Brain structure may determine humans’ social network size
London: A tiny structure in the human brain may determine a rich and varied social life among humans.
Scientists at the Northeastern University have found that amygdala, a small almond shaped structure deep within the temporal lobe, can indicate the complexity of social network amongst humans.
"We know that primates who live in larger social groups have a larger amygdala, even when controlling for overall brain size and body size," said Lisa Feldman Barrett.
"We considered a single primate species, humans, and found that the amygdala volume positively correlated with the size and complexity of social networks in adult humans,” she added.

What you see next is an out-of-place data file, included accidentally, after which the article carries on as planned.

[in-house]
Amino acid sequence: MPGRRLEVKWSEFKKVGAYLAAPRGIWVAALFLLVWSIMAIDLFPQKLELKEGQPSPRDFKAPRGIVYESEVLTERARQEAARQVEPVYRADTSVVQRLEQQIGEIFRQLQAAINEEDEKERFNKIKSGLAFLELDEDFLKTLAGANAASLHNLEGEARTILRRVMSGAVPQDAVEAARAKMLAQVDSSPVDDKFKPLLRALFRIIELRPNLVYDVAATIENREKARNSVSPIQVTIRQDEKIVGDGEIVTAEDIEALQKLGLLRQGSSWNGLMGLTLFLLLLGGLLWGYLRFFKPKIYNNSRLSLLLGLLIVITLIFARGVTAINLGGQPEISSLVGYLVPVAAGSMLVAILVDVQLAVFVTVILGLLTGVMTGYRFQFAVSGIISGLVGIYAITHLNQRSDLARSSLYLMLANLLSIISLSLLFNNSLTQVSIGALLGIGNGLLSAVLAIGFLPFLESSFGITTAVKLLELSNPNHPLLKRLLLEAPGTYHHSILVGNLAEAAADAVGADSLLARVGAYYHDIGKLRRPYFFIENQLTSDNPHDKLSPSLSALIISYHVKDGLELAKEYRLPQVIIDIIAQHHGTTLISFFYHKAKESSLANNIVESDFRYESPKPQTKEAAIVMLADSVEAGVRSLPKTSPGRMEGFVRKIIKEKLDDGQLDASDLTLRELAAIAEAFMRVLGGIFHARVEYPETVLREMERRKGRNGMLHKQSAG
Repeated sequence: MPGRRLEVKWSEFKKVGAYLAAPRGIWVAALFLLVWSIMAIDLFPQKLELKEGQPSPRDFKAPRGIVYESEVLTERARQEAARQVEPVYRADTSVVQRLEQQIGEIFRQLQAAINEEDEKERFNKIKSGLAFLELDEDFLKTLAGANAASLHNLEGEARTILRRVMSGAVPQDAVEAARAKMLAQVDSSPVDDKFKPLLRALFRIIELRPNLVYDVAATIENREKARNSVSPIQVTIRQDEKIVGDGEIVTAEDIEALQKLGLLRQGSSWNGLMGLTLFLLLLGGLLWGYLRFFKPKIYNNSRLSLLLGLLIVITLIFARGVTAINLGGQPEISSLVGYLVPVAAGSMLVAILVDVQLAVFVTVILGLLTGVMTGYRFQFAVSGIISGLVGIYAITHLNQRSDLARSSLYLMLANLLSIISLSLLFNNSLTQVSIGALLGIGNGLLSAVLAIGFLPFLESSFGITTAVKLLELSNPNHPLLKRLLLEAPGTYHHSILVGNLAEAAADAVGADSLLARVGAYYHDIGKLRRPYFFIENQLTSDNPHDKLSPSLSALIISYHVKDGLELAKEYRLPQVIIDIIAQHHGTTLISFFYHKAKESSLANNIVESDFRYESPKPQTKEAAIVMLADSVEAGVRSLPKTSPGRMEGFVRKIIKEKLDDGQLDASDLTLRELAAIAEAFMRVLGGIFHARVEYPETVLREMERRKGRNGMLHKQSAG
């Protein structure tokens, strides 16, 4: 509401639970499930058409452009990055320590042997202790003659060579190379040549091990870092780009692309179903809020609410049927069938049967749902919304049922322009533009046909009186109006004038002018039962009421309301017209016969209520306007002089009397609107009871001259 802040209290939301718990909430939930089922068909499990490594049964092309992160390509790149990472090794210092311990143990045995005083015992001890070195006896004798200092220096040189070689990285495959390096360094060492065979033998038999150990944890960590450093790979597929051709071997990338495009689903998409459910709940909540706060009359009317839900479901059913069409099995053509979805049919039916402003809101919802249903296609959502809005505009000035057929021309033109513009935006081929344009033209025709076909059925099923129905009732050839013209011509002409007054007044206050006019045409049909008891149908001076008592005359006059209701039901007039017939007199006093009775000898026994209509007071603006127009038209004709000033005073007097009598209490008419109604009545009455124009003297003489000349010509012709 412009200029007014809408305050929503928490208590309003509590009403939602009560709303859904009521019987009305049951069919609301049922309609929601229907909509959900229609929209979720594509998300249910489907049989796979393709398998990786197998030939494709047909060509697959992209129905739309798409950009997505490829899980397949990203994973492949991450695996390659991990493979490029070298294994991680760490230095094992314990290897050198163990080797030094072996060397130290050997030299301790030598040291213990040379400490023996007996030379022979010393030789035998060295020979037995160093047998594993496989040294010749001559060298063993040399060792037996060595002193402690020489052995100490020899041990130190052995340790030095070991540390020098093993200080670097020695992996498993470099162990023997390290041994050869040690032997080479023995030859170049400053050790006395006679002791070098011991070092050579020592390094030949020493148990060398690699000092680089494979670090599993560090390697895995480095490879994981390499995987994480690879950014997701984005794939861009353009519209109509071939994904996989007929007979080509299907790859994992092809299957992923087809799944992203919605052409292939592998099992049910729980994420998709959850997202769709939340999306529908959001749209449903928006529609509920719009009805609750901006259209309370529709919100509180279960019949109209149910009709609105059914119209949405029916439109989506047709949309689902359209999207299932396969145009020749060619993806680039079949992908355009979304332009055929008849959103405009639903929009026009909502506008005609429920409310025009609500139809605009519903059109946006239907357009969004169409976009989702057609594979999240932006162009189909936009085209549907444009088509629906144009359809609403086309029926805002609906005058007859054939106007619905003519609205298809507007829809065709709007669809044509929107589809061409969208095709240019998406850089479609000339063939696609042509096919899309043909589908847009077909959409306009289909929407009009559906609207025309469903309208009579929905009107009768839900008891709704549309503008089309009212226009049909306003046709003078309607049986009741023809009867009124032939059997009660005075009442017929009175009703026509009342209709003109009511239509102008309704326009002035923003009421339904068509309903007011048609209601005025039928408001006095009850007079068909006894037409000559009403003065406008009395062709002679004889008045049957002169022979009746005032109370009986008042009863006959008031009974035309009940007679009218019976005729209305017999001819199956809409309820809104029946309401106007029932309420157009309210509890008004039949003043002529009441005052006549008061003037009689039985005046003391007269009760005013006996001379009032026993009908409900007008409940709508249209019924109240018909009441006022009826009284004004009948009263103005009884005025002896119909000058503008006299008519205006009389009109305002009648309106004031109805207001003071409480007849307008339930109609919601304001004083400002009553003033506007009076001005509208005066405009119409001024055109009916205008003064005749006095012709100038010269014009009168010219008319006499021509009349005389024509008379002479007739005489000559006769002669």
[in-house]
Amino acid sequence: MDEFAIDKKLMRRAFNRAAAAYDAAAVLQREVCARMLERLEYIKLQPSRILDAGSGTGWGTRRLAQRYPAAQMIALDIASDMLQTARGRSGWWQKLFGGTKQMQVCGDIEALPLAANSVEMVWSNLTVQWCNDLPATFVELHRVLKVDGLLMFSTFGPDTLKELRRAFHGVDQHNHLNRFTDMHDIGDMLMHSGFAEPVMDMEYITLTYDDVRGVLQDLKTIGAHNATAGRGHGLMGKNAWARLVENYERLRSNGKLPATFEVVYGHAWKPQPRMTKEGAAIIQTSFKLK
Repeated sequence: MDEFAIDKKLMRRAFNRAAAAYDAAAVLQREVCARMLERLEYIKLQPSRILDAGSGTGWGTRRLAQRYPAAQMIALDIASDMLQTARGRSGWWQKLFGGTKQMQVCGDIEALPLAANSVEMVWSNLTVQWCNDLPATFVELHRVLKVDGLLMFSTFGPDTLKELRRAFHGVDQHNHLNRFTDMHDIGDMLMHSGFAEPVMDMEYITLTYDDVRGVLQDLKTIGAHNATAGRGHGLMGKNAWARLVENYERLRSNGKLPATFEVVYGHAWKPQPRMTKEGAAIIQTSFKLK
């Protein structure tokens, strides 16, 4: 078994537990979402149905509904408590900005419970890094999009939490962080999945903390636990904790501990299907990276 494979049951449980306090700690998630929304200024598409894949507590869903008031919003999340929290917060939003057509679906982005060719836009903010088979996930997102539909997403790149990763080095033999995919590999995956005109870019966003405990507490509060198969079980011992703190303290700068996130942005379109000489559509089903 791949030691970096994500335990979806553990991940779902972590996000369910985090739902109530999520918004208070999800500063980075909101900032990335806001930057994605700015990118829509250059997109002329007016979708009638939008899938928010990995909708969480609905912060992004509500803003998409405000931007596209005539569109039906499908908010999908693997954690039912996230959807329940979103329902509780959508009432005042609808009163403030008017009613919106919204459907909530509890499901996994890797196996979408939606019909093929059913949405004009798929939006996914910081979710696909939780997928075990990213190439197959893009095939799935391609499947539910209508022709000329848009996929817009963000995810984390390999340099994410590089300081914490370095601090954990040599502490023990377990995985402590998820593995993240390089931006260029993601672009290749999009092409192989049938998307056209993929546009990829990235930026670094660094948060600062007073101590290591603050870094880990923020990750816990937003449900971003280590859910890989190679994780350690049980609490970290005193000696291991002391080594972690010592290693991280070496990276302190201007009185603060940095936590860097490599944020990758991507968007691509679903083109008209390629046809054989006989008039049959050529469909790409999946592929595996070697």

According to Bradford C. Dickerson, "This link between amygdala size and social network size and complexity was observed for both older and younger individuals and for both men and women.”
"This link was specific to the amygdala, because social network size and complexity were not associated with the size of other brain structures,” he added.
Barrett noted that more research is required to understand more about how the amygdala and other brain regions are involved in social behaviour in humans.
"We and other researchers are also trying to understand how abnormalities in these brain regions may impair social behaviour in neurologic and psychiatric disorders."
The study appears in Nature Neuroscience.